At Orchard Cove, my internship involves working for The Vitalize 360 Program, a platform through which Vitalize coaches “elicit and document residents goals, values and preferences.” The way the program works is that a vitalize 360 coach meets with a resident twice to discuss the resident’s wellness, health, and quality of life. The coach helps the resident to set goals and then create an action plan, or vitality plan, to assist the resident in accomplishing his or her goals and pursue what matters most in their lives.

In first arriving at Orchard Cove, I was impressed by the beautiful facilities and friendly atmosphere. During my first week, my supervisor brought me to almost all of her meetings so I could get a grasp of what Vitalize 360 is all about and meet the Interdisciplinary Team members, all of whom support the best lives of the residents at Orchard Cove.

Front exterior of Orchard Cove

The first meeting I attended was on the topic of “What Matters Most.” What matters most (WMM) is a philosophy on which Vitalize 360 and Orchard Cove are built. It emphasizes the idea that residents should define what matters most to themselves and have conversations with their loved ones.

During our time together, the team reflected on the Second Annual Coalition Summit which included research presentations from Massachusetts Coalition for Serious Illness Care as well as personal experiences. The team discussed their thoughts on the conference and also talked about how it related to the idea of “What Matters Most.” A major aspect of the Coalition and Vitalize 360 is for individuals to get on their own personalized path to “What Matters Most.” With the goal of finding what matters most, individuals define their specific values and preferences, make sure those preferences are clear to loved ones, and create a health care proxy.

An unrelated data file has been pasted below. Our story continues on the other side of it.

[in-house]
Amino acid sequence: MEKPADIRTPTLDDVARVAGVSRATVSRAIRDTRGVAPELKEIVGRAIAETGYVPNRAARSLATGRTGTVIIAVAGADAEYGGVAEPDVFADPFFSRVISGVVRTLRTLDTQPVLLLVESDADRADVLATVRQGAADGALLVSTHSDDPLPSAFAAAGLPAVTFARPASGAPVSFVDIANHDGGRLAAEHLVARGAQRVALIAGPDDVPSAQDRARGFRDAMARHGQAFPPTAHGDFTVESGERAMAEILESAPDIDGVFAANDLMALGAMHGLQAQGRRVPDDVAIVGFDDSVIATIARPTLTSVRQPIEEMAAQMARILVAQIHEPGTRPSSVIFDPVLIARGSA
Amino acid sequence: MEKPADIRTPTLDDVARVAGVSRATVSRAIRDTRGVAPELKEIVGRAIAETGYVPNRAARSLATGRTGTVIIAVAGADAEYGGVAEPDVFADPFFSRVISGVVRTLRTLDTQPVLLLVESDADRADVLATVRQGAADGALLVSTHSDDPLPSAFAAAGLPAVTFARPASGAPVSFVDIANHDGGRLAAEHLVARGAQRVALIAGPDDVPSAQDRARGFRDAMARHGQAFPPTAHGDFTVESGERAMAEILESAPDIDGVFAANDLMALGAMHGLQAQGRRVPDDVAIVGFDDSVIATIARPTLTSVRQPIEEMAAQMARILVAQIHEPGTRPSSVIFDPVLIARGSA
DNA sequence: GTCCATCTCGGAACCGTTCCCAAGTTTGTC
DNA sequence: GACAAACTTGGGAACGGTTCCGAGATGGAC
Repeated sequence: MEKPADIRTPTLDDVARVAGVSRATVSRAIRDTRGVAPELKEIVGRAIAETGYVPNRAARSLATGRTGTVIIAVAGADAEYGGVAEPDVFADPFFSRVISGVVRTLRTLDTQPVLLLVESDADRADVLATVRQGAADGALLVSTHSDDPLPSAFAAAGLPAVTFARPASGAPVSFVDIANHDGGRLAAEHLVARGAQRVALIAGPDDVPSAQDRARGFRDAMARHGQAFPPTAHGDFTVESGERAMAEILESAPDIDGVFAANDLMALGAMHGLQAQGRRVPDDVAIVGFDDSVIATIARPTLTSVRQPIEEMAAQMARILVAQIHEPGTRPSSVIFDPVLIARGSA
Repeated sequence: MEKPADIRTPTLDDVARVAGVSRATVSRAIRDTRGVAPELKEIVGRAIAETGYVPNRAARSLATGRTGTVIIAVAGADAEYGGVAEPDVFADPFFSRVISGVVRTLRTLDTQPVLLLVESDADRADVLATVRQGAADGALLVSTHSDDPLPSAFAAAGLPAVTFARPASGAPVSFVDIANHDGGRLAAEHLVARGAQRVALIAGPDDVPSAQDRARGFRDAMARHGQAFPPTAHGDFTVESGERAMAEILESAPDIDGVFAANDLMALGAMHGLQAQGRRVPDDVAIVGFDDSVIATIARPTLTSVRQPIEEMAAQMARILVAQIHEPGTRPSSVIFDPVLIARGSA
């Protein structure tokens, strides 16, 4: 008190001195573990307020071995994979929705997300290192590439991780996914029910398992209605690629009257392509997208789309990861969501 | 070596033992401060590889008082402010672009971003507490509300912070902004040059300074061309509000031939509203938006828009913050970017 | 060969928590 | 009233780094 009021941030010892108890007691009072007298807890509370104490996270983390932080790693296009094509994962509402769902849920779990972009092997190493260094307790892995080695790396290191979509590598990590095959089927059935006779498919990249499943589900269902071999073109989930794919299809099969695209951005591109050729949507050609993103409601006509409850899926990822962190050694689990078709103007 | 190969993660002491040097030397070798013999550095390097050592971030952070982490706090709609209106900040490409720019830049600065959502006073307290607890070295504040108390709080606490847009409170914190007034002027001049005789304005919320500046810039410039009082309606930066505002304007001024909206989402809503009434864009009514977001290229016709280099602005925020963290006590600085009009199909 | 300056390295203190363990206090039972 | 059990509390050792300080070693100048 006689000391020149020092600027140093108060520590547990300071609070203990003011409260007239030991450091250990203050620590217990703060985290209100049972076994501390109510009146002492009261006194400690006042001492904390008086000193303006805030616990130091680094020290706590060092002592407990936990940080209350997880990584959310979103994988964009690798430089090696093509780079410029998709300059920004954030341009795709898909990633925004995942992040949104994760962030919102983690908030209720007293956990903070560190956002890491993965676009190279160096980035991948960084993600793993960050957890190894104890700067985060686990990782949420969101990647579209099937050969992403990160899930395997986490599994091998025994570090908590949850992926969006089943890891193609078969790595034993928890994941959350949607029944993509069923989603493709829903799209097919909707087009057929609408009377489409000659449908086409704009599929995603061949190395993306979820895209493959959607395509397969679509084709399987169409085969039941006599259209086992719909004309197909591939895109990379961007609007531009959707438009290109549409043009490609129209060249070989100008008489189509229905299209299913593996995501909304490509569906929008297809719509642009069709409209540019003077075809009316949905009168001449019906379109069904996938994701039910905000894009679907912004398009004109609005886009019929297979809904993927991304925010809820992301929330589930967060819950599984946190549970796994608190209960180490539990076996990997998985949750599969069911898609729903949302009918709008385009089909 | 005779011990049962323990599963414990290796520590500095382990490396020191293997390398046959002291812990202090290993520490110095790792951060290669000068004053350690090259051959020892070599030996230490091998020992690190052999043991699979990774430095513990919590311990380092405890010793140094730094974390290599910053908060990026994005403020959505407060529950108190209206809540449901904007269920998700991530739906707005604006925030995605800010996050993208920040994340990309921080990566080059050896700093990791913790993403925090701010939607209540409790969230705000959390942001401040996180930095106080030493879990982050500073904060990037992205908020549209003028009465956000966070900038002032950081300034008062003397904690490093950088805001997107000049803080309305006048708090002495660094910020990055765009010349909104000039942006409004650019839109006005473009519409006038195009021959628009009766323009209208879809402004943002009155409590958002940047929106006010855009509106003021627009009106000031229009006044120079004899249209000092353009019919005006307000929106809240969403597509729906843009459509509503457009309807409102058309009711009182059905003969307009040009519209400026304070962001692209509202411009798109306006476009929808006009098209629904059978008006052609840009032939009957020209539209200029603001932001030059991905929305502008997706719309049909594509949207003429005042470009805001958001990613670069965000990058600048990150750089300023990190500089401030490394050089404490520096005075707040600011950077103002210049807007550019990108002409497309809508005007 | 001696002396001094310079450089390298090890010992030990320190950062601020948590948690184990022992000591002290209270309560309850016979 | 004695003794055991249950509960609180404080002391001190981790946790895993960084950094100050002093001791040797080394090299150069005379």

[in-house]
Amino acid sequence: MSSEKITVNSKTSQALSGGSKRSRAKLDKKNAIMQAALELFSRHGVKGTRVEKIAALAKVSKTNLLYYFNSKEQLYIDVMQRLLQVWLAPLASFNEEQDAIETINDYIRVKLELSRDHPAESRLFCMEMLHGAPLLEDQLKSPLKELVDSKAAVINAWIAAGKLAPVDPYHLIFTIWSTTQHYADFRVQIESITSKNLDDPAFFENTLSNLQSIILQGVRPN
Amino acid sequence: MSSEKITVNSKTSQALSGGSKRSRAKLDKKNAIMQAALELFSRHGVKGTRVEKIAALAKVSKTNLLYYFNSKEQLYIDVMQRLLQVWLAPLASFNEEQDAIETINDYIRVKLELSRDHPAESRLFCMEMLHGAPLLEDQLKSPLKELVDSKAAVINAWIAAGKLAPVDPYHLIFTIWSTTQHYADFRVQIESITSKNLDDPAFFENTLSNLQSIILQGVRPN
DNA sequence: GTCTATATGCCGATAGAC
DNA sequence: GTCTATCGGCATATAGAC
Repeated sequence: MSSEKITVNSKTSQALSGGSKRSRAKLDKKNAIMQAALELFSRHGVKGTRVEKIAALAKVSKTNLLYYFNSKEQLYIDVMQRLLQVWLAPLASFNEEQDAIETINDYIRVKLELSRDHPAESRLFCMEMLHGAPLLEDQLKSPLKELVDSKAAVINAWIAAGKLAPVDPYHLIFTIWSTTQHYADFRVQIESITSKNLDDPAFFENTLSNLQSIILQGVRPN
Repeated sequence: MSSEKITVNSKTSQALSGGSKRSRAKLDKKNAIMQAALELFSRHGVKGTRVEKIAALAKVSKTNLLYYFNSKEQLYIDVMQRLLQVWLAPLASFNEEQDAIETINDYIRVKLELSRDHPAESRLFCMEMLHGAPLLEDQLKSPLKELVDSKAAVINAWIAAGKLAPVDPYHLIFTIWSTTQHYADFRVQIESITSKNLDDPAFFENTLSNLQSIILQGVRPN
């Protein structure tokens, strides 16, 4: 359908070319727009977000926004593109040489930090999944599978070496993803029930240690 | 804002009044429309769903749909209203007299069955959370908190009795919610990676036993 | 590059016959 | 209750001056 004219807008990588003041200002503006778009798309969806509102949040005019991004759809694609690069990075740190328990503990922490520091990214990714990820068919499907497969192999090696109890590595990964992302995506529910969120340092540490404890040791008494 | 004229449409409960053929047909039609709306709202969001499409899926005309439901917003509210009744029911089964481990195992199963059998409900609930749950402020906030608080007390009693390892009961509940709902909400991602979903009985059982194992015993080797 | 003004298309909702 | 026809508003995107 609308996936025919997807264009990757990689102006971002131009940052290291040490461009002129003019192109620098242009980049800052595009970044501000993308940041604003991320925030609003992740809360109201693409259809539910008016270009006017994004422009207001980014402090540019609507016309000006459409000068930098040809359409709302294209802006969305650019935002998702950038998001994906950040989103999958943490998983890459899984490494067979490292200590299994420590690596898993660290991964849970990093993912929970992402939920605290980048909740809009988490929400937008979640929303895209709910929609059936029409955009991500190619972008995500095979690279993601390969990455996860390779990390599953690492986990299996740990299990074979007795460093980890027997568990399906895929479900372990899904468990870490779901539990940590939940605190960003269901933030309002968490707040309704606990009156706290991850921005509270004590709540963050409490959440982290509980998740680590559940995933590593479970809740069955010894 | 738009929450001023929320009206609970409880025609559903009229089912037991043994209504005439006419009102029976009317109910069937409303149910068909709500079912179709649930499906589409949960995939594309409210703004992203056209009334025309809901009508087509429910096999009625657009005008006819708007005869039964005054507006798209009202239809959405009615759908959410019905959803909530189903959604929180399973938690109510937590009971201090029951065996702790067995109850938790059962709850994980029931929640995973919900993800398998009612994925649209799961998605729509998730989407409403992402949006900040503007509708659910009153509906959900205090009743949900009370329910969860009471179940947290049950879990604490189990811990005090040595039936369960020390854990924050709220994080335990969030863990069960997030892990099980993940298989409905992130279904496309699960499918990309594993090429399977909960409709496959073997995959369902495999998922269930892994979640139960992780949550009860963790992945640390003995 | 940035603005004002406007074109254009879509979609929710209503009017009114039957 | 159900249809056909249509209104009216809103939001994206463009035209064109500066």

With another team member, I began brainstorming an art project for the kickoff WMM event Orchard Cove will be holding in June. I have also begun to support the team by helping to develop a “What Matters Most” tool box that will be used to support residents to articulate and capture what really matters in their lives.

Additionally, I have also supported the team by taking the lead on  administrative tasks, such as creating folders that contain important surveys and questionnaires used during Vitalize 360 evaluations with residents. I had the opportunity to sit in on a resident evaluation with my supervisor and vitalize 360 coach which provided a helpful perspective. My supervisor asked the resident questions about her life and interests. With help from the coach, the resident was able to determine what matters most to her, and create goals for herself to achieve what matters most. This plan is called a vitalize plan.

Vitalize 360 logo used on most documents for the program.

I also sat in on two meetings related to Vitalize 360 both led by my supervisor. At one meeting, my supervisor trained other staff members to become vitalize 360 coaches and at the other meeting, we discussed different residents and how the team can best support their vitalize plans. I was also able to learn how the Vitalize 360 online software works. In addition, I have done a lot of research on Vitalize 360 and other resources out there for seniors. I also had a chance to sit in on a laughter class led by one of the residents.

I am looking forward to really delving into the Vitalize 360 and What Matters Most Projects, work directly with residents, and see how the interdisciplinary team works to support the residents.